World Champion Nick Matthew Leads Squash Presentation At SportAccord

Representing Squash from Left to Right: Maria Toor Pakay, WSF CEO Andrew Shelley, Nick Matthew, Glen Wilson (coach), Danny DaCosta, Squash Canada, WSF President N Ramachandran, Dr. George Mieras, WSF Secretary General. In the front are four Squash beginners from Quebec.

World Squash Federation President N Ramachandran, supported by England’s world champion Nick Matthew and Pakistan’s leading female player Maria Toor Pakay, were in attendance at SportAccord in Quebec to promote Squash’s campaign to become an Olympic Sport.

As well as holding meetings with the International Olympic Committee and IOC members, the WSF also exhibited inflatable squash courts which are becoming increasingly popular as a way to encourage children to try squash at schools or in public places.

President Ramachandran said: “We have had some very constructive discussions with the Olympic Family in the last few days and there has been real interest in learning about the innovations professional squash has been introducing – such as super slow mo replays, high definition broadcasting, multiple camera angles, and experimenting with LED lighting under glass floors.

“It was also great to see so many children taking part in our squash demo on inflatable courts – a cost effective and accessible way to introduce the sport to young people,” added the WSF President.

Nick Matthew, the world number two who last week became the first Englishman in the 82-year history of the British Open to win the world-famous title for a third time, said: “Squash is on an exciting journey, both as a sport that is evolving but also in our ambition to become an Olympic sport. It would be the absolute pinnacle for me to compete at an Olympic Games.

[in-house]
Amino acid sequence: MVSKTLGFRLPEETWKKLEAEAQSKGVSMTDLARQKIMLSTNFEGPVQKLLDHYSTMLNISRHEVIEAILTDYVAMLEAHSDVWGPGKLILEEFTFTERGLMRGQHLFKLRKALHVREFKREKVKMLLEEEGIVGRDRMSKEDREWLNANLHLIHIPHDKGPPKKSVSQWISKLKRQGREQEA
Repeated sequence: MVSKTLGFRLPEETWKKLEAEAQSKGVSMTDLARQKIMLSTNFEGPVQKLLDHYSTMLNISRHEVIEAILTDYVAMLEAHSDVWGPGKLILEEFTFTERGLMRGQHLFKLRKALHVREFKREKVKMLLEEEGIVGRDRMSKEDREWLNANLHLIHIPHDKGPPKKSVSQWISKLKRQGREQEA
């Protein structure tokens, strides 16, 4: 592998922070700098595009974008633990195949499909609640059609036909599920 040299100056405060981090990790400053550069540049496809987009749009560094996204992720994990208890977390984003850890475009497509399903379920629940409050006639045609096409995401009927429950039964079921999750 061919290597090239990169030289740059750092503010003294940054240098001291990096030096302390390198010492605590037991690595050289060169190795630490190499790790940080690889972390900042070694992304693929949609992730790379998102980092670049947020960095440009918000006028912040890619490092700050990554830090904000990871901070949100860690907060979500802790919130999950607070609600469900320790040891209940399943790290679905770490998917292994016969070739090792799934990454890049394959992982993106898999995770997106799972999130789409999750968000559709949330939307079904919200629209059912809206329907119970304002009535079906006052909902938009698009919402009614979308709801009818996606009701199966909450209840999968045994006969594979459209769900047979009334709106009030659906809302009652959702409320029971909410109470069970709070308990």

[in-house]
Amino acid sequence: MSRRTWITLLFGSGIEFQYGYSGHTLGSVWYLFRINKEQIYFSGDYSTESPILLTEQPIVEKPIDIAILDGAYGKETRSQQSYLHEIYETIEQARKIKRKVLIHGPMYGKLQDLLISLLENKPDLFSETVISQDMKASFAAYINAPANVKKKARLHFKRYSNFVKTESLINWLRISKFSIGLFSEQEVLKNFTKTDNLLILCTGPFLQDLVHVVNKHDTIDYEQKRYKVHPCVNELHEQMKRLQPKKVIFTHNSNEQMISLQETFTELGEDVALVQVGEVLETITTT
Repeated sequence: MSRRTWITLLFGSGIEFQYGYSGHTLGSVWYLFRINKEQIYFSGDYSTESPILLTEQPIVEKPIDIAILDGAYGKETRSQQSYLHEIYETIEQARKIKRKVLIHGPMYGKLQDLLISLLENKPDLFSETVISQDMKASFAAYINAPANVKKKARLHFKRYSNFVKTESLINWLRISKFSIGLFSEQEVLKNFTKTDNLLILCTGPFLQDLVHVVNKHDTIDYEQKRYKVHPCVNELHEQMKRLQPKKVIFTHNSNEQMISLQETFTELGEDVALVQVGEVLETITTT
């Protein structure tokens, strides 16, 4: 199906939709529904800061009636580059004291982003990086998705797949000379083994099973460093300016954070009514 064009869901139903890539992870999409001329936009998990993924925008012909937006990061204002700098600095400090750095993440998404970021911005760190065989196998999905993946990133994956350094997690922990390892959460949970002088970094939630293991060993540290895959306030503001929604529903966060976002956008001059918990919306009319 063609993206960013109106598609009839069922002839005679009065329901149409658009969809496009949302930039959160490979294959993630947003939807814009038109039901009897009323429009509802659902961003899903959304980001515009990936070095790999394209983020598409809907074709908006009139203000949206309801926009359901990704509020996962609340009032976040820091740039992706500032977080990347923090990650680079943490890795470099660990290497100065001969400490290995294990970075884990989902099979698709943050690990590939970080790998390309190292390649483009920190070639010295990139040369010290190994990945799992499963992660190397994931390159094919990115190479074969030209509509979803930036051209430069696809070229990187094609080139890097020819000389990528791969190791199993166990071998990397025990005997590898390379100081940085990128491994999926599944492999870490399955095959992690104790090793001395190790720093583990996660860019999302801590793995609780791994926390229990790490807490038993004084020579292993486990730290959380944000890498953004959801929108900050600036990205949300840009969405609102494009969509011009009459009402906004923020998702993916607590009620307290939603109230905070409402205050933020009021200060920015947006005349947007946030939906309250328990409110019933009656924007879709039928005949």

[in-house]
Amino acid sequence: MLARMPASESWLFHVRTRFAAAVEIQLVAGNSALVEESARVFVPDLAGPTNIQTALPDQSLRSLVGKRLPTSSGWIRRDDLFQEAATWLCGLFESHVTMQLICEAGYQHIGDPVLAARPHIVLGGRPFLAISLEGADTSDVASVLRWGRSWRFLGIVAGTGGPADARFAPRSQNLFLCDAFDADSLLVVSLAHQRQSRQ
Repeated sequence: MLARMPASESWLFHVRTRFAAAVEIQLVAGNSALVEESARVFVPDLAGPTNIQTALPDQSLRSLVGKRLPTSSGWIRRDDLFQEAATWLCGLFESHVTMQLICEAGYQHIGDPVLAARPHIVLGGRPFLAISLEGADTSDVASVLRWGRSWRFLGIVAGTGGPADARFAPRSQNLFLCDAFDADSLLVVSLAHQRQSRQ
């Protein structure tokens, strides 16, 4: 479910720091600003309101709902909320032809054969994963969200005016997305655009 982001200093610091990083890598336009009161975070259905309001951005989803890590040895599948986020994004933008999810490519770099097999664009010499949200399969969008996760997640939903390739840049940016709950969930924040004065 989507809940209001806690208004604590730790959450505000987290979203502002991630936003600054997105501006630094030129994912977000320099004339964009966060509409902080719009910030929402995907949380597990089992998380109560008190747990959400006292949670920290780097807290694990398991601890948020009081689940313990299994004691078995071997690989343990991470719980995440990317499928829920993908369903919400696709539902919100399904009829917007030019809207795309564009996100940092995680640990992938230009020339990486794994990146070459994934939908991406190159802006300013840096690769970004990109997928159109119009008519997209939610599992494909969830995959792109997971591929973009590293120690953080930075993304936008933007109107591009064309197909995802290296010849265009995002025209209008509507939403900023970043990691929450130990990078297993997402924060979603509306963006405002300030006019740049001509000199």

“Squash is moving with the times, embracing change – but still retaining a gladiatorial essence. It’s chess at a million miles an hour; a great test, both mentally and physically.”

Maria Toor Pakay, who also made British Open history at London’s O2 Arena by becoming the first Pakistan-born woman to compete in the event’s main draw, added: “My dream is to play in the Olympic Games and to inspire other Muslim girls and women to take up Squash. It’s a perfect sport.”

Maria’s journey has been a tough one: “I come from a tribal area of South Waziristan and education is hard to get. Fathers don’t want girls to go out and get into trouble – so squash, which is big in Pakistan, was good, but girls didn’t play.

“I started and it has given me great opportunities. But I got death threats from the Taleban and my dad asked if I really wanted to keep playing. As I did, we left. I had to play in my room for three years, hit the ball against the walls – but I did get third place in the world juniors somehow.

“I wrote thousands of emails and eventually Jonathon Power arranged for me to come and train with him in Canada in 2010.

“I was the lucky one, given a chance by my father – and now my dream is to play on the Olympic platform to inspire and encourage other girls,” concluded the 21-year-old.

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